We do all we can to take away the ignobility the Bible explicitly portrays. And what’s that? Christ’s birth represented humility in the truest sense of the word.

Seven hundred years before the birth of Christ, Micah prophesied that One coming from eternity would bring the Jews back to their land and rule Israel with worldwide fame in the strength of the Lord (Micah 5:2-5). This mighty Messiah would come from the ignoble, little town of Ruth and David: Bethlehem (see Ruth 4:11, 22).

Why such unadorned humility? Because Jesus came the first time to live the life we should have lived and to die the death we should have died for our sins. The second coming of Christ is the one everyone wanted first. While Micah blended both advents into one prophesy, we understand the necessity of their separation (see Heb. 9:28).

We needed a Savior before we needed a King.

The words Phillips Brooks penned in 1868 after a Christmas Eve visit to Bethlehem remain so appropriate:

In thy dark streets shineth the everlasting Light: the hopes and fears of all the years are met in thee tonight.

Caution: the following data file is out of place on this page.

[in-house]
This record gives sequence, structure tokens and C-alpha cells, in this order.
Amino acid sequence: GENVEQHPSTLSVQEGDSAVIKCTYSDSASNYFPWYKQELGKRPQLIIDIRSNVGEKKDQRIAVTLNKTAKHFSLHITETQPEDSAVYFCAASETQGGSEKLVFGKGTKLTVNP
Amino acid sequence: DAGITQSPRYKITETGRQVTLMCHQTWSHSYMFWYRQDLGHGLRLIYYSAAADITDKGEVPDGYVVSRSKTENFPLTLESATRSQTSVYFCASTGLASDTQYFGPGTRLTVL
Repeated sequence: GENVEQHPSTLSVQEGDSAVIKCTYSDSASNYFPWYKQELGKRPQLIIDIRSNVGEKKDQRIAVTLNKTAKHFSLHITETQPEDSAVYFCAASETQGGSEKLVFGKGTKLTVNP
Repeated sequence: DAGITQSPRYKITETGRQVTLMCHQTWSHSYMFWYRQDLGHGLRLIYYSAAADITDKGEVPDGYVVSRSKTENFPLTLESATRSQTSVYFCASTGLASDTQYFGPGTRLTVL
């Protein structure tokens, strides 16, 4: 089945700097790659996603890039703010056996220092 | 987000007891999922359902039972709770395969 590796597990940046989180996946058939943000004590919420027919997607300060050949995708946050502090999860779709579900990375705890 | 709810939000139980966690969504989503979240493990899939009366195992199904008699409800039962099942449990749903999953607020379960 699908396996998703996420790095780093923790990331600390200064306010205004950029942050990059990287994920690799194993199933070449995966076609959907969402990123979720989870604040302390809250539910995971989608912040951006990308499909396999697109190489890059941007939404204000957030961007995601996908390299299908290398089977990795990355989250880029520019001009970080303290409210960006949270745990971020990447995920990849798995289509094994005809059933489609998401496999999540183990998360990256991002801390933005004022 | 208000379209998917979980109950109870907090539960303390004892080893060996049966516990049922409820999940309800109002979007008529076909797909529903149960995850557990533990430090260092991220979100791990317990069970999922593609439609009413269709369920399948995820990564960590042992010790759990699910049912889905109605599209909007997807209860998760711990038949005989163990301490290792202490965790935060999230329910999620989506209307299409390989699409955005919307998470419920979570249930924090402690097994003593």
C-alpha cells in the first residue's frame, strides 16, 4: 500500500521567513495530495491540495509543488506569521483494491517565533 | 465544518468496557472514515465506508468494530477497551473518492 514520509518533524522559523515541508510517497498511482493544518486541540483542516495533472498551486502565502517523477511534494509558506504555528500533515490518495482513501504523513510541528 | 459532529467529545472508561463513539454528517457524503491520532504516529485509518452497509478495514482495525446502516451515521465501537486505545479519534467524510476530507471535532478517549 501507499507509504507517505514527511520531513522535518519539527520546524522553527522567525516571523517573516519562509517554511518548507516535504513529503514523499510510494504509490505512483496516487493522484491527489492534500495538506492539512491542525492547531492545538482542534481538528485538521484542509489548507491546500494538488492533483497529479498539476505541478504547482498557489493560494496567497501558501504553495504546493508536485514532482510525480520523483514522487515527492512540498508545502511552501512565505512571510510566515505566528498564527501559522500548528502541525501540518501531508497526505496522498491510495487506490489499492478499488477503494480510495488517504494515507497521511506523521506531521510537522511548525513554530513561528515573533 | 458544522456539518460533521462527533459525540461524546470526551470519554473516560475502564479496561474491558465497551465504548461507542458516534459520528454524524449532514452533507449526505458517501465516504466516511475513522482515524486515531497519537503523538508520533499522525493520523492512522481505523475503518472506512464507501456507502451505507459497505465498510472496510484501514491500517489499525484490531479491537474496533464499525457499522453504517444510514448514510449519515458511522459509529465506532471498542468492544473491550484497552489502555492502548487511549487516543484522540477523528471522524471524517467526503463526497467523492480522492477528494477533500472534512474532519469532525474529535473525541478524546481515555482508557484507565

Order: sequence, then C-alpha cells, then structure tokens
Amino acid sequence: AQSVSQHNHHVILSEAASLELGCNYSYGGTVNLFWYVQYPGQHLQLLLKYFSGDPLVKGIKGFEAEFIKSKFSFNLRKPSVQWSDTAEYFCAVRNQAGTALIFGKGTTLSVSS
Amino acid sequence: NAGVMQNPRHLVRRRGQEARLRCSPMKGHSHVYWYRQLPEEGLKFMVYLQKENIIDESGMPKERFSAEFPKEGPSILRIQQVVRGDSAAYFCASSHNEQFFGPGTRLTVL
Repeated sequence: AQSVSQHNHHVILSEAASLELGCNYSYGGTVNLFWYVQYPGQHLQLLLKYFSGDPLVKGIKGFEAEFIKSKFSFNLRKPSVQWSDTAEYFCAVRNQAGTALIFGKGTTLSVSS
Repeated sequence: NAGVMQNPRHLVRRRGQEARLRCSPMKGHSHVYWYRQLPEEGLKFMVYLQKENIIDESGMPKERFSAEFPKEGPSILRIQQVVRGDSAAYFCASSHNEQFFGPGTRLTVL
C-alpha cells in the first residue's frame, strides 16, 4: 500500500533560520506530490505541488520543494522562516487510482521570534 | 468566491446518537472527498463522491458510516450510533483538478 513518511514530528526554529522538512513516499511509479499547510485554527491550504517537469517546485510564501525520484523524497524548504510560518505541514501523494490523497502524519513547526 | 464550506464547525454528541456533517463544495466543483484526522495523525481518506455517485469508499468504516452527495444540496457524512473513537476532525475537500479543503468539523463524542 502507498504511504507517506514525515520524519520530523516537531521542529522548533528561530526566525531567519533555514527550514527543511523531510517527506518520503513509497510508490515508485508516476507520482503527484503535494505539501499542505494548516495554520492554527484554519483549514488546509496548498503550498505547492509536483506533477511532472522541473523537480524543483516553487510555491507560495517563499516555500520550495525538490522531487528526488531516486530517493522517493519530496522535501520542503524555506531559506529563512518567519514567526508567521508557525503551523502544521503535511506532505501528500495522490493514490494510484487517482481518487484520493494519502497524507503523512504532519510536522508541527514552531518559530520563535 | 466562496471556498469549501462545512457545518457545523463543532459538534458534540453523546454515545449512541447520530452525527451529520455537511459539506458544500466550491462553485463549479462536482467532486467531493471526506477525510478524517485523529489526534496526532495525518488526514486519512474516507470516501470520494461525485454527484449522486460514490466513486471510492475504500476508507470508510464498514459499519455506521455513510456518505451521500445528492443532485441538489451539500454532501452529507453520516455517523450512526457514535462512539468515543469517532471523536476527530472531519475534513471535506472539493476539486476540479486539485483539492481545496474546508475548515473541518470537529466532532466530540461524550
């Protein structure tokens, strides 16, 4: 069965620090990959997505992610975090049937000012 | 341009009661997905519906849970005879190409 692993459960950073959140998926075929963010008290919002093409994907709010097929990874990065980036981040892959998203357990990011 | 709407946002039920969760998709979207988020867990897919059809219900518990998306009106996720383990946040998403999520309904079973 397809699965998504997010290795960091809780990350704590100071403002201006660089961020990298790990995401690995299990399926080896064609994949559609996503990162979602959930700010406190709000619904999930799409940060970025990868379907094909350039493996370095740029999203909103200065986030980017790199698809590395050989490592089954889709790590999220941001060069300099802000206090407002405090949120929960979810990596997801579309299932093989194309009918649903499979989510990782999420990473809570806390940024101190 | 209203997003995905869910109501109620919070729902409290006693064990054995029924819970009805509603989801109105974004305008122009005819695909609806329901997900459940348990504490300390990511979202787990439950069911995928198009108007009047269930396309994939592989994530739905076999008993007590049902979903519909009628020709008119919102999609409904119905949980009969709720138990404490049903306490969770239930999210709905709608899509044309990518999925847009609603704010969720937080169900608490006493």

Adapted from Wayne Stiles, Going Places with God: A Devotional Journey Through the Lands of the Bible (Ventura, CA: Regal, 2006), p. 24. Used by permission.

Summer is Here . . . So was Jesus

The first “official” day of summer was June 21. But it’s been hot in Texas for years.

I grew up in San Antonio, a city with the same latitude as Timna Park, Israel, which is just north of Eilat and the Red Sea. Hundred-degree Texas days bullied me like the kid across the street, but the Arabah Valley of Israel throws a harder punch. Especially from the Dead Sea south to the Red Sea, this valley burns hotter than any Texas summer I remember.